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Friday, August 19, 2011

Here Be Dragons

I first met Stefaan Blancke (left) and Maarten Boudry (right) when they came to Toronto for a conference in November, 2009. A few months later I visited Maartin at the University of Gent in Belgium (Stefaan wasn't there on the day I visited) [Good News from Gent].

These young philosophers presented a paper on Methodological Naturalism that impressed me enormously. The paper was eventually published in June 2010 [Methodological Naturalism - How Not to Attack Intelligent Design Creationism].

The essence of their paper is that science is not intrinsically limited to methodological naturalism in spite of what many people—especially accommodationists—might say. (And in spite of what was said in court in Dover, Pennsylvania.) Boudry and Blanke (and Johan Braeckman) claim that science is perfectly capable of investigating supernatural claims. However, whenever scientists have done this they have discovered that the claims are either false or unsupported by evidence. Hence, science is characterized by "provisory" methodological naturalism based on empirical evidence. This is very different from "intrinsic" methodological naturalism.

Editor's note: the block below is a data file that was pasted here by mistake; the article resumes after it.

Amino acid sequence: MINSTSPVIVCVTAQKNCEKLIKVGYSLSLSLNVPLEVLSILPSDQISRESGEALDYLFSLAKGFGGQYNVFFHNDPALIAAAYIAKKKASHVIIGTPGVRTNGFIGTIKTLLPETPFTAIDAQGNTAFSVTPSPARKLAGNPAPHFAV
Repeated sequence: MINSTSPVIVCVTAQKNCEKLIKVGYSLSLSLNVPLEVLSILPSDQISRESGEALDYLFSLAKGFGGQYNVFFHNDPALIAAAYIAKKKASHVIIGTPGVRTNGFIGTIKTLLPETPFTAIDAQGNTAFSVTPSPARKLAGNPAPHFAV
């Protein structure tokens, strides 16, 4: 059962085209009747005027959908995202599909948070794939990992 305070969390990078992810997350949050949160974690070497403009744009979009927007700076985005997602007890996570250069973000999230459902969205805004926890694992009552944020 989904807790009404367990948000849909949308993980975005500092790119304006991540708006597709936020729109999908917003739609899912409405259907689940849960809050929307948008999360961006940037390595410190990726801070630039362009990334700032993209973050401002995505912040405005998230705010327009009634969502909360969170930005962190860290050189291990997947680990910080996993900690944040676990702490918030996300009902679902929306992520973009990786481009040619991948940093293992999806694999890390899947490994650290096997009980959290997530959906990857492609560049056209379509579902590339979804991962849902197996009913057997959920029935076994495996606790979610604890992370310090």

Maarten Boudry has written lots more about pseudoscience in general and Intelligent Design Creationism in particular. It's all published in his thesis: Here Be Dragons. I suggest you read the whole thing!

[Image Credit: rbh.Smaug.jpg. Smaug is from The Hobbit. It's also the favorite dragon of my colleague Craig Smibert who discovered the Smaug (Smg) gene/protein in Drosophila melanogaster.]


  1. The link to "Here be Dragons" appears not to be working.

    James Cameron

  2. It works for me. The front cover of his thesis is mostly black so you have to scroll down to see the first page.

    Is that the problem?

  3. The link worked like a dream for me. It is downloaded and in the virtual "to-do" pile.

  4. Added to my reading list. Thanks.